“It should not be a knee jerk reaction, and it will be a breach of the duty of trust and confidence towards the employee if it is. I appreciate that suspension is often said to be in the employee’s best interests; but many employees would question that, and in my view they would often be right to do so… I do, however, find it difficult to believe that the relevant body could have thought that there was any real risk of treatment of this kind being repeated, given that it had resulted in these charges. Moreover, I would expect the committee to have paid close attention to the unblemished service of the relevant staff when assessing future risk.” [paragraph 71]

The footnote is even more scathing about the referral to the Police:

“I confess that I do find it little short of astonishing that it could ever have been thought appropriate to refer this matter to the police. In my view it almost defies belief that anyone who gave proper consideration to all the circumstances of this case could have thought that they were under any obligation to take that step. I recognise that it is important that hospitals in this situation must be seen to be acting transparently and not concealing wrongdoing; but they also owe duties to their long serving staff, and defensive management responses which focus solely on their own interests do them little credit. Being under the cloud of possible criminal proceedings is a very heavy burden for an employee to face. Employers should not subject employees to that burden without the most careful consideration and a genuine and reasonable belief that the case, if established, might justify the epithet “criminal” being applied to the employee’s conduct.” [paragraph 73]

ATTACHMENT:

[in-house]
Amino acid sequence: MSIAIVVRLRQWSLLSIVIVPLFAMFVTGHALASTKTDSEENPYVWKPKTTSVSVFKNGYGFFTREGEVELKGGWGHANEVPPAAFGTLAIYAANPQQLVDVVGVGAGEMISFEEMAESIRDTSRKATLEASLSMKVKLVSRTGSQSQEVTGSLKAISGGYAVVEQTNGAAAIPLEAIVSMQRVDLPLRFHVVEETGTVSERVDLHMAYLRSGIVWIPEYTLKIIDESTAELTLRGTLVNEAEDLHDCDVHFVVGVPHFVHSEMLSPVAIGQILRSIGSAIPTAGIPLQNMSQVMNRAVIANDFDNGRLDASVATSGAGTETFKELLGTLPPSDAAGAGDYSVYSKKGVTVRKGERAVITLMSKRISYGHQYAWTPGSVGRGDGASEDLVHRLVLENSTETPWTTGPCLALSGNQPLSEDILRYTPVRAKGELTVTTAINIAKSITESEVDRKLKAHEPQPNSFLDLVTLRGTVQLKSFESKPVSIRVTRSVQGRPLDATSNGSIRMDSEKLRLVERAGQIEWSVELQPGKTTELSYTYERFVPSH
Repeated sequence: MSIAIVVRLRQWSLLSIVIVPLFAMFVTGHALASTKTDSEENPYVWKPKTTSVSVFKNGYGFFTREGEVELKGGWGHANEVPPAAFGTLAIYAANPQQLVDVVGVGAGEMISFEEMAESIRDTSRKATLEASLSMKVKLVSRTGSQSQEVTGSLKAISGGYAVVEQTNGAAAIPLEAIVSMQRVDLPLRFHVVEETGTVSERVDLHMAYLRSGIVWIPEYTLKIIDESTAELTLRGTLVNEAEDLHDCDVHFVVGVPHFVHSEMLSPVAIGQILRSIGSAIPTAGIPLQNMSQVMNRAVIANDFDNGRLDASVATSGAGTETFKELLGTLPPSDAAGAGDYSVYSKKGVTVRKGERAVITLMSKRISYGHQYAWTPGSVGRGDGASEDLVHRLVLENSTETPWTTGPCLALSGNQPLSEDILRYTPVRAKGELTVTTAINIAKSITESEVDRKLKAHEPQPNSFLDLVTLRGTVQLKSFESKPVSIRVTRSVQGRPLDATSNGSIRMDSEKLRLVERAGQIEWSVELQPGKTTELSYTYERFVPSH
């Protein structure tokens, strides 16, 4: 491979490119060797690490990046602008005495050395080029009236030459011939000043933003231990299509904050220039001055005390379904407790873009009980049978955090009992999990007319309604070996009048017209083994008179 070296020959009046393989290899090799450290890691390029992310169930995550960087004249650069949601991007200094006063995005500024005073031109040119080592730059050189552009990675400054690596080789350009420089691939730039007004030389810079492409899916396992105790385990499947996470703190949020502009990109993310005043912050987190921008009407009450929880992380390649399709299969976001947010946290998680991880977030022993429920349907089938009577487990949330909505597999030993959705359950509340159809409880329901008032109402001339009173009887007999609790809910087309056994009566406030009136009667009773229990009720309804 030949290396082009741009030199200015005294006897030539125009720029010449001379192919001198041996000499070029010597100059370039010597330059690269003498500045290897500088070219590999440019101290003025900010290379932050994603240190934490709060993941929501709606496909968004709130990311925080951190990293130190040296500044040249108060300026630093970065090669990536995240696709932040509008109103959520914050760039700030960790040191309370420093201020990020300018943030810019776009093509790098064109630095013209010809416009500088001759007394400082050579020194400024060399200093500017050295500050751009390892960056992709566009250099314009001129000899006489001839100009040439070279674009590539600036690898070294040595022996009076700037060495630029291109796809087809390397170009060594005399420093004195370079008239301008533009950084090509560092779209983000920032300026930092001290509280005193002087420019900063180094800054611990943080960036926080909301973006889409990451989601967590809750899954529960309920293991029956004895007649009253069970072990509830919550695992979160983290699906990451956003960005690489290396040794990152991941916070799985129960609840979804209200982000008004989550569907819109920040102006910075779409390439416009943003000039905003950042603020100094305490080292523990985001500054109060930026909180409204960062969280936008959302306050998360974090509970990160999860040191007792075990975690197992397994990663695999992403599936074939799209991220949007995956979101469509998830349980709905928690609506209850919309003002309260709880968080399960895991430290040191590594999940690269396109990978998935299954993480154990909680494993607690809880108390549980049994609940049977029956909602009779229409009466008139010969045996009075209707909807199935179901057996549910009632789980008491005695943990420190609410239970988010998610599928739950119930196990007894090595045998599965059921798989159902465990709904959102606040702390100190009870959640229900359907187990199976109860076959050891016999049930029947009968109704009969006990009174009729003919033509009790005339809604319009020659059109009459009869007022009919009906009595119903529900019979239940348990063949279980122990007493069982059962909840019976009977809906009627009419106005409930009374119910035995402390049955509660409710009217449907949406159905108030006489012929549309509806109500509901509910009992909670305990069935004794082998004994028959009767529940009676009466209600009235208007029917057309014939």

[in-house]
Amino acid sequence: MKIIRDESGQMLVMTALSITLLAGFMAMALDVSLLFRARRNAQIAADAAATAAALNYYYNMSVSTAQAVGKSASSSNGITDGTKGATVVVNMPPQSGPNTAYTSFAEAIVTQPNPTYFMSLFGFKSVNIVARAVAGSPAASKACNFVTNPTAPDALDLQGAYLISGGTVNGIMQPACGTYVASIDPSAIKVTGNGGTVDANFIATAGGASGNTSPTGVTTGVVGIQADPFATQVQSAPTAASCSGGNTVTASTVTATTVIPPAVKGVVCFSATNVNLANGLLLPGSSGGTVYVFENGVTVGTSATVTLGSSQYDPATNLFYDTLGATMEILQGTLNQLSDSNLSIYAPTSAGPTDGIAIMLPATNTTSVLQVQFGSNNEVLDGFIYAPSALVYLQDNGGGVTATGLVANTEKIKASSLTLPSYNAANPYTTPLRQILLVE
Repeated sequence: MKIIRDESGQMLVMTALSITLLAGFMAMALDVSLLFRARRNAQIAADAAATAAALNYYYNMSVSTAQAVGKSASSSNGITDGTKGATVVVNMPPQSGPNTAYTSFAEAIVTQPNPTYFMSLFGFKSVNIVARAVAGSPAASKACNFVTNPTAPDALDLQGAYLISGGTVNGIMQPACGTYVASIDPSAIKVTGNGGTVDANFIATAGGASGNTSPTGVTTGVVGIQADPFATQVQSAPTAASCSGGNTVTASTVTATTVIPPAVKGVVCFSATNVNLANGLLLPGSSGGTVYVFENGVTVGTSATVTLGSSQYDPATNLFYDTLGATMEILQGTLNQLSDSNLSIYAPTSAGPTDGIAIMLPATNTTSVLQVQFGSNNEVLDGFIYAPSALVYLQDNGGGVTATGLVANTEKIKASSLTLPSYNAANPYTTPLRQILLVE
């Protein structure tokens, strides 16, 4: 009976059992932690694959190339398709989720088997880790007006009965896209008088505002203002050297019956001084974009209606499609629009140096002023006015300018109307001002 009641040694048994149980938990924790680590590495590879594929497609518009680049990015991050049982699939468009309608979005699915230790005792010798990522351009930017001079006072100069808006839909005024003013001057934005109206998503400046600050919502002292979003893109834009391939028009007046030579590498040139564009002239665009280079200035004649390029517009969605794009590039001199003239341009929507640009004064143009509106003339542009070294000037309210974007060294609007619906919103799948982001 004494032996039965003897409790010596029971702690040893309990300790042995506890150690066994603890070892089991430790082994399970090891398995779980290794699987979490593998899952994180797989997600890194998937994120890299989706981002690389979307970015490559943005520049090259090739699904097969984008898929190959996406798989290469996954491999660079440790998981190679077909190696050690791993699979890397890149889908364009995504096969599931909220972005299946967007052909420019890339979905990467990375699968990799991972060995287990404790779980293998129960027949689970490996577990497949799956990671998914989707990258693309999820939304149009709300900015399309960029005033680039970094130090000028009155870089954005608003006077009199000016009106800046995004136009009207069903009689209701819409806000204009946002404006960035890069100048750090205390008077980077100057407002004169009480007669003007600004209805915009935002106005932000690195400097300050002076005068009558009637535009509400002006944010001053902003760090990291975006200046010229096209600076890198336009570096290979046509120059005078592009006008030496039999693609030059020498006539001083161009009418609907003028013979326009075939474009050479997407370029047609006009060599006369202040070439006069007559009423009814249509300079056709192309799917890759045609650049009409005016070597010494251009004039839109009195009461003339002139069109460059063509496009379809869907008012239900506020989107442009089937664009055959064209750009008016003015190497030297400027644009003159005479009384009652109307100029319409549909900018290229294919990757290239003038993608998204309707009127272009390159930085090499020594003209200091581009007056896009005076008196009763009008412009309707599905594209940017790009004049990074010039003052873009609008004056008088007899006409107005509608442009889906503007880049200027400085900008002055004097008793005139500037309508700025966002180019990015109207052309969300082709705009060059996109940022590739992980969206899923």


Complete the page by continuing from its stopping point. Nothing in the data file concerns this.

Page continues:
This approach to criminality is fascinating. There was an assault. And in my assessment it is hardly beyond the bounds of probability there was a crime. But the judges do not say there was no crime. They apply a different test, whether the conduct justifies the epithet ‘criminal’ being applied to it. One gets the impression the court is mindful that the criminal law is there to sanction the most egrerious breaches of society’s minimum standards, and feels that regulated professionals who fall short of best practice standards are properly dealt with in a different arena than the criminal courts. Moreover, employers of professionals should be making the judgement about the appropriate arena for themselves.

Second, the speculation

Yes, I’ve gone for alliteration.

The court imagines for itself how the nurses must feel:

“They will frequently feel belittled and demoralised by the total exclusion from work and the enforced removal from their work colleagues, many of whom will be friends. This can be psychologically very damaging… It would be an interesting piece of social research to discover to what extent those conducting disciplinary hearings subconsciously start from the assumption that the employee suspended in this way is guilty and look for evidence to confirm it.”

The court also speculates on the long term consequences:

“Even if they are subsequently cleared of the charges, the suspicions are likely to linger, not least I suspect because the suspension appears to add credence to them.”

Third, the theorising

The third way the court bent over backwards was in its reasoning to its conclusion. The structure of employment law in the area of unfair dismissal is unhelpful to us professionals, in that the appeal process does not consider whether the decision could or should have been different, only whether it was within the range of reasonable responses based on honestly held reasonable belief – see paragraph 25.

Given how low the threshold for what the employer needed to show, it required quite tortuous reasoning for the Court of Appeal to swap the outcome again and declare the dismissal unfair. But the court managed it.

But what about JE?

However useful the judicial comment on the treatment of professionals by employers – and I truly welcome its comments, as the standard ‘act first, reflect later’ practice of risk-averse employers can treat professionals quite abominably – the elephant in the room so far as judicial empathy is concerned is the patient concerned, JE.